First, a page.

Ozzy Osbourne - Patient Number 9 (2022) - Album Review

By Sergio Ariza

Hell will have to wait 

An Ozzy Osbourne album is always welcome at Guitars Exchange, but if we add that on his new work one of the founding fathers of heavy music collaborates with seven guitarists to whom we have dedicated a legend special, then we have a real event, a work in which the voice of the Prince of Darkness collaborates with giants like
Eric Clapton, Jeff Beck, Mike McCready of Pearl Jam, Josh Homme of Queens Of The Stone Age, Dave Navarro of Jane's Addiction and Red Hot Chili Peppers, his regular collaborator Zakk Wylde and, for the first time outside of Black Sabbath, the most important guitarist of his career, the lord of the riff, Tony Iommi.

Perhaps things could have been 'even more legendary' if Ozzy had gotten the last piece of the mythical trio of guitarists who played for the Yardbirds, if
Jimmy Page had answered his call, but the Led Zeppelin leader didn't answer. Of course, not only the guitarists are legendary, but the rest of the musicians accompanying Ozzy on this Patient Number 9 are top notch. We are talking about Chad Smith from Red Hot Chili Peppers and the much missed Taylor Hawkins from Foo Fighters on drums, Robert Trujillo from Metallica, Duff McKagan from Guns N' Roses and Chris Chaney from Jane's Addiction on bass. It is a crazy line-up with which the former Black Sabbath singer has confirmed that he is still very much alive and kicking.


The latest news about his health had been worrying, so much so that this time Ozzy, who has been retiring almost since the beginning of his solo career, seemed to be serious and that Ordinary Man, his previous album, was going to be his final farewell. But it wasn't, and here he sounds revitalised by the company, delivering a remarkable and challenging album that makes it clear that the show must go on.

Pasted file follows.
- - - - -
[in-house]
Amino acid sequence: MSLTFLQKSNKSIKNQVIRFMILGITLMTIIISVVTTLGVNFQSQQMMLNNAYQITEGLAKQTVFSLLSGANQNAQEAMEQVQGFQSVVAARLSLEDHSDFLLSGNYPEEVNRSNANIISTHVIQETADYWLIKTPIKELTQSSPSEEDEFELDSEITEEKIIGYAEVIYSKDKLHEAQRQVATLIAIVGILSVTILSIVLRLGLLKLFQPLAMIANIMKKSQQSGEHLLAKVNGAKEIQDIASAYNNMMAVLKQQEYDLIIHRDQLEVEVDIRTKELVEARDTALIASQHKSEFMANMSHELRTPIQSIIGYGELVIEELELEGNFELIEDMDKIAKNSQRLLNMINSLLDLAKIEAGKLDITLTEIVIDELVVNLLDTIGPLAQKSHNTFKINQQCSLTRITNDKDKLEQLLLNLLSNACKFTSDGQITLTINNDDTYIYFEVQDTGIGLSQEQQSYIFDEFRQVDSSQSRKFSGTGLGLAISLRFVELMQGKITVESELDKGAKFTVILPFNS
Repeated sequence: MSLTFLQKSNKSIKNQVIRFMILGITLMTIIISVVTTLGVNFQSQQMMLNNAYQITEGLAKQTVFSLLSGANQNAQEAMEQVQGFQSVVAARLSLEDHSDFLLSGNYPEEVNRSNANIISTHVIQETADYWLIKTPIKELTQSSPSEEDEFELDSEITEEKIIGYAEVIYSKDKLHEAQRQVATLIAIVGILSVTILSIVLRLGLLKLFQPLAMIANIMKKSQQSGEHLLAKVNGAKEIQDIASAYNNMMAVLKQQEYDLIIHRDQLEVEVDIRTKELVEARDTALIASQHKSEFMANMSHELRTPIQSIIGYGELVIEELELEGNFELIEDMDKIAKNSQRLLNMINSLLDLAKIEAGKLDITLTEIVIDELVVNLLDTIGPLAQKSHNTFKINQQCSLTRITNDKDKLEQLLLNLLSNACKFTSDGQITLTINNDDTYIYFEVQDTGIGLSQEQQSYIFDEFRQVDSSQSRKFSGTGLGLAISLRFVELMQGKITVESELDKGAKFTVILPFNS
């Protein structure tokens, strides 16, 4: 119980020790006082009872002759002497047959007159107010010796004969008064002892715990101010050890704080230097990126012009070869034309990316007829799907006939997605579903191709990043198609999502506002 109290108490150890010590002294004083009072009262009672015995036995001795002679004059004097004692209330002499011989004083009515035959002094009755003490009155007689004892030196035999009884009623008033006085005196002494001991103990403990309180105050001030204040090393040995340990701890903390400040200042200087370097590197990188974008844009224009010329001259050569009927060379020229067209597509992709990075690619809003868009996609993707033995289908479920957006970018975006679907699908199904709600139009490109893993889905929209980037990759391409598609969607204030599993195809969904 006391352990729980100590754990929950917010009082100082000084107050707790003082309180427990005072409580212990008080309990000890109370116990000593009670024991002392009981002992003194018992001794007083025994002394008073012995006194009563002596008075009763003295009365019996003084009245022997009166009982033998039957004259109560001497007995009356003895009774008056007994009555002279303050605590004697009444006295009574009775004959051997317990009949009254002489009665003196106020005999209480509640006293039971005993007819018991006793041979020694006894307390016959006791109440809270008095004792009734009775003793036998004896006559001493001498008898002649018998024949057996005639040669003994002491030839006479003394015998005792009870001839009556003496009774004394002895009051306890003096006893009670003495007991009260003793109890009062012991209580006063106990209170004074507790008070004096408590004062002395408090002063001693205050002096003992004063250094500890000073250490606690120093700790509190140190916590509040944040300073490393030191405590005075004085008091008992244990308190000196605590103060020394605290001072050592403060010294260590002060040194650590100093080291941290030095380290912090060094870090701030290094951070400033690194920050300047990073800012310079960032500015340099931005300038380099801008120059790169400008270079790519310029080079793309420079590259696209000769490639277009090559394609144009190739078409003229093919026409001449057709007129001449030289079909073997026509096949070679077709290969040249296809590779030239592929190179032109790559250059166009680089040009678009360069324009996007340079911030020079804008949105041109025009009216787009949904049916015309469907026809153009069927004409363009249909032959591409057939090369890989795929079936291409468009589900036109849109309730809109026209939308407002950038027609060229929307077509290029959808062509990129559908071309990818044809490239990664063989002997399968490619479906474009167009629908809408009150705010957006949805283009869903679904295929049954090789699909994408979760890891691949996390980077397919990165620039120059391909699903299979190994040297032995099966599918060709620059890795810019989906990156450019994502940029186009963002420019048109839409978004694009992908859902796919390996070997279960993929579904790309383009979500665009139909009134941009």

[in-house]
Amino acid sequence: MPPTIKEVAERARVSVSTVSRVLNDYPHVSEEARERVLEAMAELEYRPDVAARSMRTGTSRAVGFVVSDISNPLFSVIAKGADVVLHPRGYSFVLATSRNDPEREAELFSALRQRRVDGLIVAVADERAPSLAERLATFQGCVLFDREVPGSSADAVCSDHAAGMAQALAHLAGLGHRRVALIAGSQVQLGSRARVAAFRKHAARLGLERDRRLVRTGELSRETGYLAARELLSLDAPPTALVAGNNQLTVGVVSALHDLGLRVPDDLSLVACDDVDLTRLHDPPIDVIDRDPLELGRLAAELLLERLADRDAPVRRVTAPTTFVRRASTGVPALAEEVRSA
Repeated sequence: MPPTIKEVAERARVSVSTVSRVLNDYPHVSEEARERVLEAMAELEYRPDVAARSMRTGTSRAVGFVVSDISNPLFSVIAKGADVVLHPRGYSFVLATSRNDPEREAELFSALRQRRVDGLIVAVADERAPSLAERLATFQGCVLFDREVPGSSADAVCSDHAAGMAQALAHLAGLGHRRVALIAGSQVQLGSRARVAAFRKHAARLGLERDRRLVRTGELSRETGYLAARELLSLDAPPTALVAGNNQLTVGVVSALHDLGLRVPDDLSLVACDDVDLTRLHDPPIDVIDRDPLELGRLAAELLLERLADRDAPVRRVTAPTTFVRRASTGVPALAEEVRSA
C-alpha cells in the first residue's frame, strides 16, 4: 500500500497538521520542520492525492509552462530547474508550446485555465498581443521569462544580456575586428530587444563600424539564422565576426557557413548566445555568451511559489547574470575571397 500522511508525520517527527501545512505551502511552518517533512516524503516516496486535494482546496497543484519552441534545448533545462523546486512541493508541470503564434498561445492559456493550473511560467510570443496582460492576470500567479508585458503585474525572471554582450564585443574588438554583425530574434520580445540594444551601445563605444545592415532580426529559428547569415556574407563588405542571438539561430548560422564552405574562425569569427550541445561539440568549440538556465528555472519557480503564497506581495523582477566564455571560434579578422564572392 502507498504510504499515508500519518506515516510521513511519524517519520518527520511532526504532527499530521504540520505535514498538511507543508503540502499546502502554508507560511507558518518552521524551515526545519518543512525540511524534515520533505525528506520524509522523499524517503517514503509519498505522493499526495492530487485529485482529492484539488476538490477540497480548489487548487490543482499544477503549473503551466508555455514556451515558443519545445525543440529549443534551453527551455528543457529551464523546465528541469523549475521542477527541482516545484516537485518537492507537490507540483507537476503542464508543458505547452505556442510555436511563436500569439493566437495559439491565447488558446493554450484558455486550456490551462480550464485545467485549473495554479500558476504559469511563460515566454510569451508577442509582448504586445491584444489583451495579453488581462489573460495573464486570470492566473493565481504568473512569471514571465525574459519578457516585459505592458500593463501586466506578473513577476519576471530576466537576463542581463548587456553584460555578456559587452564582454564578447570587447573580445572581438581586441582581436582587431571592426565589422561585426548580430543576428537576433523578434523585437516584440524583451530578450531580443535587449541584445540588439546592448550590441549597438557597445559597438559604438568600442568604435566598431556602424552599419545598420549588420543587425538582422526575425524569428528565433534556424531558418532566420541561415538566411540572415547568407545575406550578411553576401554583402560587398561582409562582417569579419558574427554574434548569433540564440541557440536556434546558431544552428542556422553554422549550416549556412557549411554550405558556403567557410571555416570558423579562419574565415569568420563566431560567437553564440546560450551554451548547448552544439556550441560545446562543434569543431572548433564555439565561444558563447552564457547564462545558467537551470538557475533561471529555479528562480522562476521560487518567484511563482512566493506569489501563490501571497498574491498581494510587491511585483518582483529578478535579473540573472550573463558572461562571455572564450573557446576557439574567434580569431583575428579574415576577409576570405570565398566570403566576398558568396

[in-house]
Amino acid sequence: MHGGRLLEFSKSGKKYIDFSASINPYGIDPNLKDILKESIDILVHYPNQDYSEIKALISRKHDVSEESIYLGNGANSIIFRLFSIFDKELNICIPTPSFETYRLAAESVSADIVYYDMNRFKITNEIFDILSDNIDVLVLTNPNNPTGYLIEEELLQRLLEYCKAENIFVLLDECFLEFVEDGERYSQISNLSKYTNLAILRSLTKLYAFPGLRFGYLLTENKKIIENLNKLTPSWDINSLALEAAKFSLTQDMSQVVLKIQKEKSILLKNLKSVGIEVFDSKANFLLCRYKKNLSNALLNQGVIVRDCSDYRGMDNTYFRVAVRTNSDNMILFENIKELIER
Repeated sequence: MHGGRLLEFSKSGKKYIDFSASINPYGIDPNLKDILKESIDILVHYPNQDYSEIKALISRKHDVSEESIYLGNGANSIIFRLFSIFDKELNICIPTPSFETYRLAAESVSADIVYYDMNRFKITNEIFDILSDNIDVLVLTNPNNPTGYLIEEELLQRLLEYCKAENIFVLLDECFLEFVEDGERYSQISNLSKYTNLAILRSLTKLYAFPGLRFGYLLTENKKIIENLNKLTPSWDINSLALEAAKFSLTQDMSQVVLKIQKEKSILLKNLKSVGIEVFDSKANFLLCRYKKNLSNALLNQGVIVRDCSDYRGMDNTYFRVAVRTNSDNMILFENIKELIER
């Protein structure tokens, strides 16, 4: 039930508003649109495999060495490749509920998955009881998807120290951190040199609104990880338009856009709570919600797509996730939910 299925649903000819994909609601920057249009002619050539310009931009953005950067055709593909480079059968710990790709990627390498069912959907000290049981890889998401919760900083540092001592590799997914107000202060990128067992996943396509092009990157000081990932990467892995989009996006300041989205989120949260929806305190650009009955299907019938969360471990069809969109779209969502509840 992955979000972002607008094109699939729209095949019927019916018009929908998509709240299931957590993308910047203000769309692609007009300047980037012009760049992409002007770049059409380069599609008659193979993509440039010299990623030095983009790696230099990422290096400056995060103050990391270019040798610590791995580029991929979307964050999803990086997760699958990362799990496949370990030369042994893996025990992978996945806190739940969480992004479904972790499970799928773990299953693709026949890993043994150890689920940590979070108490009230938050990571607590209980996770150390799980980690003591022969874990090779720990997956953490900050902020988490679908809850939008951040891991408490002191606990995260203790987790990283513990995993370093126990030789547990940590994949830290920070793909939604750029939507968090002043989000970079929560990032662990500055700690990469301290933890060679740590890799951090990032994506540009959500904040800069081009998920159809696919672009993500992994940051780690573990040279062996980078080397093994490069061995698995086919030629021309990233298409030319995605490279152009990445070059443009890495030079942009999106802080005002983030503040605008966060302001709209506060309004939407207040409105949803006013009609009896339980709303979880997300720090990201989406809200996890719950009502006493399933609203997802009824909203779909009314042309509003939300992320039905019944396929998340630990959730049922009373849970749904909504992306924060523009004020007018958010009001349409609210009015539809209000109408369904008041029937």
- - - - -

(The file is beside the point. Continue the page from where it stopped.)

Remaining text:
It is wonderful to hear his voice over the guitar of a Clapton who also sounds revitalised, and the fact is that the God of the guitar, specifically his band Cream, was one of Sabbath's main influences, which is why it makes the hair stand on end to hear that wah wah solo, and a lot of Cream flavour, from Clapton in One Of These Days. Also, of course, as could not be otherwise, the best comes in his two collaborations with Tony Iommi, a totally explosive combination that works again, as in the best of times.


The best of the duo of songs with Iommi is Degradation Rules, with several powerful riffs and Ozzy in top form, even daring to throw in a bluesy harmonica that takes us back to the most classic Sabbath; this may be one of the best songs of his solo career. It is clear that there are voices and guitars that are born to sound together and in the case of Ozzy and Iommi and his SG this is the case.

Of course, Jeff Beck's contributions are not bad either, referring to his psychedelic past in A Thousand Shades, or Wylde, for example in the powerful single Nothing Feels Right.

Although it is evident that the album limps a bit at the end, it is great news that Ozzy Osbourne, one of the most important figures in the history of hard rock, is still in this great form. This no longer sounds like a farewell but a sincere declaration that Ozzy is not going anywhere… and hell will have to wait.  


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